When the green bubble pops, it’s going to cost a lot of people a lot of money – both taxpayers (in the form of subsidies and other forms of failed industrial policy) and venture capitalists who succumbed to the religious urge. Last April I predicted:
It’s a conspiracy of physics that will keep “green energy” a de minimis part of our energy consumption for the next generation or more, and a conspiracy of grant-seeking “scientists” that should keep us all skeptical of climate policies that promise a utopia of no trade-offs.
Because alternative energy generation is expensive and inefficient, it requires some combination of subsidies, high energy prices and forced purchases to make these investments pay off.
The political assumptions underlying the green investment boomlet turned out to be false. There will be no global carbon regime for the foreseeable future; there will be no cap and trade and no aggressive federal programs to raise energy prices during the deepest recession since World War Two.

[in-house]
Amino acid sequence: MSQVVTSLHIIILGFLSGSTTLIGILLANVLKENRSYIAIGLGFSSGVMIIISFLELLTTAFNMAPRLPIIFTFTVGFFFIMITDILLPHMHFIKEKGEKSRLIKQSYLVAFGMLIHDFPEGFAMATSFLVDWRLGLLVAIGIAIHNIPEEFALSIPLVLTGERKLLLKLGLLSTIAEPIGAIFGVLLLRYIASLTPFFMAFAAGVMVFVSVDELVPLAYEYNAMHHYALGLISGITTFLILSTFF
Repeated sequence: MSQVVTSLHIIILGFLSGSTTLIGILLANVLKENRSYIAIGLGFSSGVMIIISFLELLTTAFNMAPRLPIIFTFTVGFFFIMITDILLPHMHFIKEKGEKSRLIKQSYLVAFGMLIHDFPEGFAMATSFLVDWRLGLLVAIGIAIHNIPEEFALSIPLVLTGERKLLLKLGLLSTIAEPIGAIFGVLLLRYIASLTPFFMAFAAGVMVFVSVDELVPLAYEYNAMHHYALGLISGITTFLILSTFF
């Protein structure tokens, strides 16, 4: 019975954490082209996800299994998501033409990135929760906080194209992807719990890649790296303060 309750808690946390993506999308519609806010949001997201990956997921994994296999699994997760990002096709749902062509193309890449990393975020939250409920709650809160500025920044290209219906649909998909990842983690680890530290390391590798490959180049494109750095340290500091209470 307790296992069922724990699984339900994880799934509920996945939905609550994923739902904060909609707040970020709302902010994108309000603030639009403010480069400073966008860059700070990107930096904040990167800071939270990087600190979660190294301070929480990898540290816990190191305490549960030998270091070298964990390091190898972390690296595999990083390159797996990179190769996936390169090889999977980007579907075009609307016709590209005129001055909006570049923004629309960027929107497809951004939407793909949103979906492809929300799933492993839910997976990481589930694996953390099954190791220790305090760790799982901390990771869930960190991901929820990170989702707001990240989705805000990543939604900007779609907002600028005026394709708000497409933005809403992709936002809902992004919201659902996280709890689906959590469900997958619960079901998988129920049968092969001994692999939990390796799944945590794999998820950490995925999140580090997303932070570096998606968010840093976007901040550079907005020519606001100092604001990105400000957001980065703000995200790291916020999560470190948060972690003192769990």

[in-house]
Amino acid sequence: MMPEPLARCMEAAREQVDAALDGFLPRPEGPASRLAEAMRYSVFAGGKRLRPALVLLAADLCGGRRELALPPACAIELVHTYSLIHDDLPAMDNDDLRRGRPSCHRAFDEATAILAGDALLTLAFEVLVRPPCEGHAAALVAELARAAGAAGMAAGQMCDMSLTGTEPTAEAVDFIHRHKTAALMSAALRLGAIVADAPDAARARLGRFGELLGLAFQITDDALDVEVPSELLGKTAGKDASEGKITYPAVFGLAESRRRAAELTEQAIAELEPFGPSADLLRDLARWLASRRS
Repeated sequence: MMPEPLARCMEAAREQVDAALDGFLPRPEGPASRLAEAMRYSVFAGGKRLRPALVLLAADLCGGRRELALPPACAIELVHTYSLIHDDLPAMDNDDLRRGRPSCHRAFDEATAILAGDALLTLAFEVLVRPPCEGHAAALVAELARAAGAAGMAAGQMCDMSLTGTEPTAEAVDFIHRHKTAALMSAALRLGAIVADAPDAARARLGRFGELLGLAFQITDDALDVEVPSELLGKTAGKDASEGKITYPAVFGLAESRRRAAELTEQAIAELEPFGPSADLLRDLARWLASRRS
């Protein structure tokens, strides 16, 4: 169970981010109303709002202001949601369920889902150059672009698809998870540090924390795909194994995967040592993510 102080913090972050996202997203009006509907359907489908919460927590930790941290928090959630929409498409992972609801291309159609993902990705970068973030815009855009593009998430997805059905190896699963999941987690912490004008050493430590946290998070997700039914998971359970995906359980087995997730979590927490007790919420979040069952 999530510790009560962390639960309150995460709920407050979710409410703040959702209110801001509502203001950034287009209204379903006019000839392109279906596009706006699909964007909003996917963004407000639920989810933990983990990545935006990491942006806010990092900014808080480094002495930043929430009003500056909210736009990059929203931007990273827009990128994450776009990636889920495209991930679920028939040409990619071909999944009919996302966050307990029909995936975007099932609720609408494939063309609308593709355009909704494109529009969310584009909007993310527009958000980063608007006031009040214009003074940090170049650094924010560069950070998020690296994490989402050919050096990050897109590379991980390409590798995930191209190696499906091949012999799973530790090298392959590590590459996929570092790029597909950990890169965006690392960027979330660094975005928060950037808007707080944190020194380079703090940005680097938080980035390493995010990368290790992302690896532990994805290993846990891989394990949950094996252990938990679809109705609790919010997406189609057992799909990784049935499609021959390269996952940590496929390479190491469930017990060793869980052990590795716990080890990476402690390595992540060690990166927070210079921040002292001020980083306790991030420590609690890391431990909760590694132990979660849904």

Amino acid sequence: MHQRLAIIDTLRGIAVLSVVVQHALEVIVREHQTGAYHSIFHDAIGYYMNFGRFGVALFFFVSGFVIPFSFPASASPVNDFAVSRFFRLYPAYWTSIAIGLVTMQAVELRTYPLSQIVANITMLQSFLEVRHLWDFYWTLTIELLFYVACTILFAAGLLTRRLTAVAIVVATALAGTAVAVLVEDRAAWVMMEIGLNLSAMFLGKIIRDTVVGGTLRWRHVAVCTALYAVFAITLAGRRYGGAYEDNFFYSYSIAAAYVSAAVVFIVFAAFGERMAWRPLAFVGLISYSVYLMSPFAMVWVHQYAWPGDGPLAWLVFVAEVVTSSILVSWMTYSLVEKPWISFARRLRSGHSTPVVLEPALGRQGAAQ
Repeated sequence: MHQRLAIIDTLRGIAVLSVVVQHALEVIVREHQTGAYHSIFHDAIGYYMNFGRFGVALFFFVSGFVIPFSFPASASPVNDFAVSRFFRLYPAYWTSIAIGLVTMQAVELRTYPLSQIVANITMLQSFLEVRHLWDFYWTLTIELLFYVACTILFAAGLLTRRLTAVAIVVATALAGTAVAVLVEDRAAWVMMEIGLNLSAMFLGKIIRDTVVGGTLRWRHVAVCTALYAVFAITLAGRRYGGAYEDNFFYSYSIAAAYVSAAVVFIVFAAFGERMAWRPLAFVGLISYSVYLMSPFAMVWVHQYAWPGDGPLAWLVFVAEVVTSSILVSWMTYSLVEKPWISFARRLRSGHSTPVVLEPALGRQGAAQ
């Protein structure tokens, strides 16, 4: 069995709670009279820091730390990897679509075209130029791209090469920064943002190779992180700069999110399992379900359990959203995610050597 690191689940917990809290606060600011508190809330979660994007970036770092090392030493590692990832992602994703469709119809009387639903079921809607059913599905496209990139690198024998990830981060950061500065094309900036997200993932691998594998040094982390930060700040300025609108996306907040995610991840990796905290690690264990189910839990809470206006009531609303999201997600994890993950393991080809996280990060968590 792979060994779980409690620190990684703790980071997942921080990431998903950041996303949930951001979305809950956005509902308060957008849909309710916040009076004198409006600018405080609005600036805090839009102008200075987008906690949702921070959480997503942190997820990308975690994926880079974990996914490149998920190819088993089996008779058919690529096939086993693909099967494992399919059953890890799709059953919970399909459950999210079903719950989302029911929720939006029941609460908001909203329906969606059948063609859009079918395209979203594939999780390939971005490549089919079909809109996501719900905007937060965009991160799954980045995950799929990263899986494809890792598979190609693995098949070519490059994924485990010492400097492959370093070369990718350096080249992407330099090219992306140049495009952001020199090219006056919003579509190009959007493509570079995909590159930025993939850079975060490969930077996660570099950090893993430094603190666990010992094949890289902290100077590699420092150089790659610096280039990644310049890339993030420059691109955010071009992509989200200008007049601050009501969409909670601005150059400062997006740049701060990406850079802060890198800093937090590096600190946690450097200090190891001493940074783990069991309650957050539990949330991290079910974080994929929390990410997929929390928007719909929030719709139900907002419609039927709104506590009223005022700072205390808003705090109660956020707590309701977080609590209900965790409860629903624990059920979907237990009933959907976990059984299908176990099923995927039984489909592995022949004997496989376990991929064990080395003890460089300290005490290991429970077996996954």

Perhaps even worse from the green point of view, a cascade of discoveries and technological advances has dramatically increased the supplies of oil and gas in the western hemisphere — including huge new domestic energy supplies in places like Pennsylvania, Ohio and upstate New York. These discoveries are devastating to the politics of the environmental movement.
Increasingly, the climate change argument will be the only argument left to support subsidies for alternative energy generation. That argument has not been enough to make far reaching legal changes in the past when national security and peak oil worries supported it; there is not much to suggest that the climate change forces can win the political battle standing alone.
The collapse of the green political structure (cap and trade plus global carbon treaty) and the transformation of the American fossil fuel supply have dramatically weakened the case for alternative energy. Investors take heed.